Wednesday, June 9, 2010
The Fania catalogue is known all over the world as the definitive treasure trove of Afro-Caribbean music-a library of epic proportions that includes hundreds of timeless albums. What many people don't know, however, is that the vaults of Fania also contain dozens of rare recordings that have yet to see the light of day.
Beginning a long standing effort to finally make the entire contents of its catalogue available, Fania is releasing a stunning recording of Rubén Blades and Willie Colón in concert, taped in 1980 at New Jersey's Capitol Theatre.
At the time, Blades and Colón were touring to promote Siembra - considered by many as Blades' magnum opus. The sonics of the original tapes are clear and warm, making this release one of the most exciting live albums in the annals of salsa.
The majority of the Siembra album was performed during that evening - including a raucous extended version of "Buscando Guayaba," and a superb reading of the mega-hit "Pedro Navaja." Fans of the leaner, highly atmospheric Metiendo Mano will be delighted to know that Blades and Colón chose to include two tracks off that LP: "Plantación Adentro," as well as the socially aware anthem "Pablo Pueblo."
Above is a copy of the newsletter I just received via email announcing the release of the live recording of what is hands down the most influential Salsa album ever recorded. World-wide it has sold over 25 million copies since it's release date in 1978.
This is a must-have for any fan of Salsa music, and I must give the new owners of the Fania label huge credit for promoting and issuing this great music. It is rare that Latino culture gets celebrated in mainstream media aside from the usual stereotypical buffoonery of hot Latin lovers and all that other minstrel-type bullshit not even worth mentioning.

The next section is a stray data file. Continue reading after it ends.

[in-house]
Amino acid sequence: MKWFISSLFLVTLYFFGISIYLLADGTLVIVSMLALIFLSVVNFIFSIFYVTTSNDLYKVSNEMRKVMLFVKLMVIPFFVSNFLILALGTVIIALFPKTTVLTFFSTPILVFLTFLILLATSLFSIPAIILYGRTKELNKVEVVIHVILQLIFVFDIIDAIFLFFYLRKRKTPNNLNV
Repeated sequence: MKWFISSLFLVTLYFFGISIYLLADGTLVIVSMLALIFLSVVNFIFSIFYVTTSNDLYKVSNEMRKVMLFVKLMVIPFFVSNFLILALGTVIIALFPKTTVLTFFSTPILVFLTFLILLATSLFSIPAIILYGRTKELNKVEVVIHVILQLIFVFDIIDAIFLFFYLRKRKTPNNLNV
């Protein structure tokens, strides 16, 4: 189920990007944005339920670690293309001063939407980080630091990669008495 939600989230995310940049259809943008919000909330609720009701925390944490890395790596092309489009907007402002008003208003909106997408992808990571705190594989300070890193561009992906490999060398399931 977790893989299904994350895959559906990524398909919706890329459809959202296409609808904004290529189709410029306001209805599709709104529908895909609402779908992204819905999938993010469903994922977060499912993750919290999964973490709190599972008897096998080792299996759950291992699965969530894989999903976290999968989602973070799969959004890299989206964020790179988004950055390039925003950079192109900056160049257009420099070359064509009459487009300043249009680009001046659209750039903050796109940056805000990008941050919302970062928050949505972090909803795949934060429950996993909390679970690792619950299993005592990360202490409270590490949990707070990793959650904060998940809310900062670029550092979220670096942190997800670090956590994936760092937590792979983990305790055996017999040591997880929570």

Here is a brief synopsis of what happened to the label and it's music. Jerry Masucci, who together with Bandleader Johnny Pacheco founded the label in 1964 and heralded the rise of Salsa from it's home base in New York City, found his power and influence waning as artists began to leave for more lucrative offers elsewhere. After Masucci retired and left the music business in the early 80's, the Fania catalog floundered, with the master tapes languishing in a warehouse in Upstate New York.
The Fania All-Stars in all their glory-
In 2005 a Miami-based company called EMusica purchased the rights to the back catalog and began releasing many of the old titles. Around 300 were released before EMusica sold it's interests to another company. All of the titles that were released during this time were remastered and released with new liner notes in both English and Spanish. Unfortunately those titles were available for a very short time and are currently out-of-print. The current company has stated that these titles will be replenished, but as of yet it is only selling CD's in downloadable form.
Salsa, though it was primarily dance music played in small clubs, took off and the major acts of the label, dubbed the "Fania All-Stars", soon began filling stadiums all over the world. This was due to the fact that the musicians themselves were some of the best in the world. As an avid fan of the music, I am hoping that the catalog gets released again in CD form. I only managed to collect around 70 of the 300 or so remastered CD's before EMusica went busto. Let's hope the new company holds true to their word.
Many of these legends of Latin music are no longer with us, but it's up to us to keep their legacy alive-